Save for August 2020, AVB has recorded negative sequential rent growth throughout the pandemic. Like AIR, their Southern California portfolio turned sequential growth in January and February. Hard-hit Manhattan and Brooklyn also turned positive. With February year-over-year rent at -27.12 percent in Manhattan and -23.96 percent in Brooklyn, however, a full recovery is still several quarters away. Rent growth is being dragged down by poor performance by the greater San Francisco Bay Area (East Bay, South Bay, and Peninsula), Washington, D.C., and Northern Virginia marketplaces. Combined, these markets represent roughly one third of AVB’s same-store portfolio.

Source: Yardi Matrix
Source: Yardi Matrix


Approximately 20 percent of CPT’s portfolio is in Southern California and the greater Washington, D.C., metroplex. The balance is contained entirely in the Sun Belt. For the portfolio, sequential monthly rent growth increased in January and February. Year-over-year rent growth was still negative in February, but decreased to -1.76 percent in February—the best number recorded during the pandemic. Results continue to be dragged down by poor performance in the Washington, D.C., area as well as continued weak rental growth in the West Houston marketplace. 

Source: Yardi Matrix
Source: Yardi Matrix


EQR’s location focus on high-wage, high-rent markets has not fared well during the pandemic. Monthly sequential rent growth declines have slowed, thanks to improving performance in its Southern California and Metro NYC portfolio, but new rent growth remains negative for its same store portfolio in Boston, San Francisco, Washington, D.C., and Seattle. Accordingly, year-over-year rent growth continues to trend downward. 

Source: Yardi Matrix
Source: Yardi Matrix


Despite a more suburban footprint, ESS’ Pacific Coast focus continues to fare poorly compared to its more geographically diverse peers. Monthly sequential rental growth remained negative in January and February. Portfolio results were primarily driven by further declines in Seattle rental rates. Approximately 25 percent of ESS’ portfolio is located here. Elsewhere, its Southern California portfolio, excluding Metro Los Angeles, looks to be on the mend, while its Bay Area properties’ rent growth remains negative on a monthly sequential basis.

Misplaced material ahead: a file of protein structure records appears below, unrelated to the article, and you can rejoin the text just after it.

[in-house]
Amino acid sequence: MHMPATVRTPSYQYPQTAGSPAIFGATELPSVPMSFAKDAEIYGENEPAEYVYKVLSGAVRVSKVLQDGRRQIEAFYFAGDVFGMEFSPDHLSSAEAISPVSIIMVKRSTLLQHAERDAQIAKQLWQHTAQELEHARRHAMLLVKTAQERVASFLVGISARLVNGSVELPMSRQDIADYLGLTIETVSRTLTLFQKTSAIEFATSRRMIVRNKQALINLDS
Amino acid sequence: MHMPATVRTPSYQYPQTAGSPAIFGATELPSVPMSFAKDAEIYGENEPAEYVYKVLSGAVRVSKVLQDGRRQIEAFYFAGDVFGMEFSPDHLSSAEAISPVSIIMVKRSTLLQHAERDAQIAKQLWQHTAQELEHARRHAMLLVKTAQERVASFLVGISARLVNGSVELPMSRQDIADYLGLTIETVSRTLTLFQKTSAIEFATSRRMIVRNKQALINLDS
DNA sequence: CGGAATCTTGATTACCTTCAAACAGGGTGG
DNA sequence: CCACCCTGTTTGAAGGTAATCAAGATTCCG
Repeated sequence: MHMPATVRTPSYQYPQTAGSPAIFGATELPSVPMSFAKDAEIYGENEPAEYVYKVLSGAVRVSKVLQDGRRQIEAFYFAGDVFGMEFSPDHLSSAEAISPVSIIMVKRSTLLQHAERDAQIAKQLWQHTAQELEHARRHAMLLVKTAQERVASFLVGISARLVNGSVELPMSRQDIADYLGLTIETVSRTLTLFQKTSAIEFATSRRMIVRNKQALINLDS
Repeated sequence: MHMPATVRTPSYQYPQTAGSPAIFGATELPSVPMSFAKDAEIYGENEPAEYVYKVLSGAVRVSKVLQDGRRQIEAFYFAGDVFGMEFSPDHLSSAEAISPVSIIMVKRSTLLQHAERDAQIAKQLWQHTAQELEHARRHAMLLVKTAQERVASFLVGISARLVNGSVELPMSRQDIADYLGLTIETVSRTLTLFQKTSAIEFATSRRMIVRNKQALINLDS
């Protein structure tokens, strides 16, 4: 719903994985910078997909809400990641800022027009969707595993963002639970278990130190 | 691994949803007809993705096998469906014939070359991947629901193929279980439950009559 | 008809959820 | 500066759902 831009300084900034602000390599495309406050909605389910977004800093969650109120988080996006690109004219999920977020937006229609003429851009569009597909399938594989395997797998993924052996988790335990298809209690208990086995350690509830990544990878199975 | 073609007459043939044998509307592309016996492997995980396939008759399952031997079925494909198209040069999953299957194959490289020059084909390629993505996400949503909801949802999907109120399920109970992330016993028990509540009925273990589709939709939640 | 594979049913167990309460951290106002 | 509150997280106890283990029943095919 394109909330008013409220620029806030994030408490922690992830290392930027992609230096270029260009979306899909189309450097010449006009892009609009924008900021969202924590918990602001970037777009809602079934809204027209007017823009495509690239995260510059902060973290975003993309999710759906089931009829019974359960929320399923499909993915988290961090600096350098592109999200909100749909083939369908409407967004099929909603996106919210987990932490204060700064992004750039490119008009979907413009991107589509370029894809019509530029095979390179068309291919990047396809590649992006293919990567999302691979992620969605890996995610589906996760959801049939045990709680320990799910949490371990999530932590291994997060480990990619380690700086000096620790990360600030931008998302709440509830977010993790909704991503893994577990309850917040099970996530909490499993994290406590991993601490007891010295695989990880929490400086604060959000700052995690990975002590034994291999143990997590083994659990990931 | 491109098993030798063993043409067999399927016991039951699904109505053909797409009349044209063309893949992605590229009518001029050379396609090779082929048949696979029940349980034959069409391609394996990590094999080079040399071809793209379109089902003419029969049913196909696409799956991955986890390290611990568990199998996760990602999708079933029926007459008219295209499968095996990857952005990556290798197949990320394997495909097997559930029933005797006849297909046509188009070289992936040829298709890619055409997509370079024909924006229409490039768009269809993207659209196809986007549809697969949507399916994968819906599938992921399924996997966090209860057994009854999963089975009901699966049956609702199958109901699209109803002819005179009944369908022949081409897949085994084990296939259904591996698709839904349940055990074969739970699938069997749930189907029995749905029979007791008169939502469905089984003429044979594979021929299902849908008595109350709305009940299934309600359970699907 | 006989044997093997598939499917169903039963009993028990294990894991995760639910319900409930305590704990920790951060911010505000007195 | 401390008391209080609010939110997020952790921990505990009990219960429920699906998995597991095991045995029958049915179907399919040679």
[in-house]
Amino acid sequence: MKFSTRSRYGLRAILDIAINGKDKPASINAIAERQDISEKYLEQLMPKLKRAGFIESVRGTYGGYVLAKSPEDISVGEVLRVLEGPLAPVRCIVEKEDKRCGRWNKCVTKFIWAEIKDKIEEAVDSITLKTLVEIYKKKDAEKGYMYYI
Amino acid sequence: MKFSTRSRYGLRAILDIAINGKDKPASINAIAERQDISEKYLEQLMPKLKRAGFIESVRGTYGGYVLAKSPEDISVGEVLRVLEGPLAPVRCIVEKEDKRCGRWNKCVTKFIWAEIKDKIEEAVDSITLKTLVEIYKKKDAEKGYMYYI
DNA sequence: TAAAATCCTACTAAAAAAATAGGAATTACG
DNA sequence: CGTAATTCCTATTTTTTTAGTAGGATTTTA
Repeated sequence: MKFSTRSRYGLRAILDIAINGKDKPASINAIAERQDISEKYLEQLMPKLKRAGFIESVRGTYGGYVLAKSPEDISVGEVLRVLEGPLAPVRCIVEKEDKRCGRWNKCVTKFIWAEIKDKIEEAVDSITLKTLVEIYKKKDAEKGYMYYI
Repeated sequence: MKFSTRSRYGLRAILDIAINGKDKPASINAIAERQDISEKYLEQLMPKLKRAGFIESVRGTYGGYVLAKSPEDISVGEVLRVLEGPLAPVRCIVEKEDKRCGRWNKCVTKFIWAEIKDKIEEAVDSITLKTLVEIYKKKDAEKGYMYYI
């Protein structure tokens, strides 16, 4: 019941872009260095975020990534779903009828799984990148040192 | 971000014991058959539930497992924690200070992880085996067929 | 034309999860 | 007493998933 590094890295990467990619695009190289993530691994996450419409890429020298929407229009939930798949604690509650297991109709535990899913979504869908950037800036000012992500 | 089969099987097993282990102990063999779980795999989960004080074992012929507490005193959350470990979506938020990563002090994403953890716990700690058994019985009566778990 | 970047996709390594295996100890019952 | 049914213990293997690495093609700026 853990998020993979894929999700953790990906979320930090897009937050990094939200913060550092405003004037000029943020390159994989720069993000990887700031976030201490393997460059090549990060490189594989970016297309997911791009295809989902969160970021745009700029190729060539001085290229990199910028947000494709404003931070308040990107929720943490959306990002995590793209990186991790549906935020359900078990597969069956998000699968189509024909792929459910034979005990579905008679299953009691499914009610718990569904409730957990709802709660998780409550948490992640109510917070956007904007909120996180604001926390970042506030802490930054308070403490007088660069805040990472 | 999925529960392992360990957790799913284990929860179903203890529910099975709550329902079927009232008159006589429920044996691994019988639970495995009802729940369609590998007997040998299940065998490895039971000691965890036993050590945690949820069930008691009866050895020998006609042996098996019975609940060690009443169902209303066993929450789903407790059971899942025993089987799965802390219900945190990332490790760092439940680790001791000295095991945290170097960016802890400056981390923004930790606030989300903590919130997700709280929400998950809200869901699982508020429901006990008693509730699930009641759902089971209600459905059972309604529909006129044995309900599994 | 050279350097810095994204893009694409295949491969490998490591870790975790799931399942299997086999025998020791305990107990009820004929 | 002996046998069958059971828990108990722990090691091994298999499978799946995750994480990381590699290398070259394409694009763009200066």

Source: Yardi Matrix
Source: Yardi Matrix


During the pandemic, IRT’s Sun Belt and Midwestern value-add portfolio has indeed added value. Portfolio sequential monthly rent growth shows a strong seasonal trend, with growth turning negative in January but rebounding smartly in February. Positive rent growth through summer 2020 added up to solid year-over-year rent growth in January and February. At 6.27 percent, IRT’s February year-over-year rent growth was clearly top. January and February results were solid across the IRT portfolio, apart from weakness in Charlotte and North Dallas.

Source: Yardi Matrix
Source: Yardi Matrix


Apart from Washington, D.C., and Northern Virginia, MAA’s entire portfolio is located in the Sun Belt. Like IRT, pandemic rental rate performance has been excellent. February marked the 10th consecutive month of sequential month rent growth. Likewise, February year-over-year rent growth checked in at a solid 2.47 percent. Rent growth was strong across the portfolio, save for the greater Metro D.C. marketplace, as well as select markets in Texas. North Dallas, Austin, and West Houston sequential month rent growth continued to be negative in January and February.

Source: Yardi Matrix
Source: Yardi Matrix


A broadly diversified portfolio has not insulated UDR from weakness in Coastal markets. Unlike other apartment REITs, UDR’s Southern California portfolio recorded negative sequential month growth in San Diego and Orange County. Rates continue to deteriorate in Seattle in January and February. While rent growth turned positive for MAA’s portfolio in the hard-hit San Francisco Peninsula, Manhattan and Brooklyn markets. 

Source: Yardi Matrix
Source: Yardi Matrix

Ben Bruckner is a Senior Research Analyst for Yardi Matrix.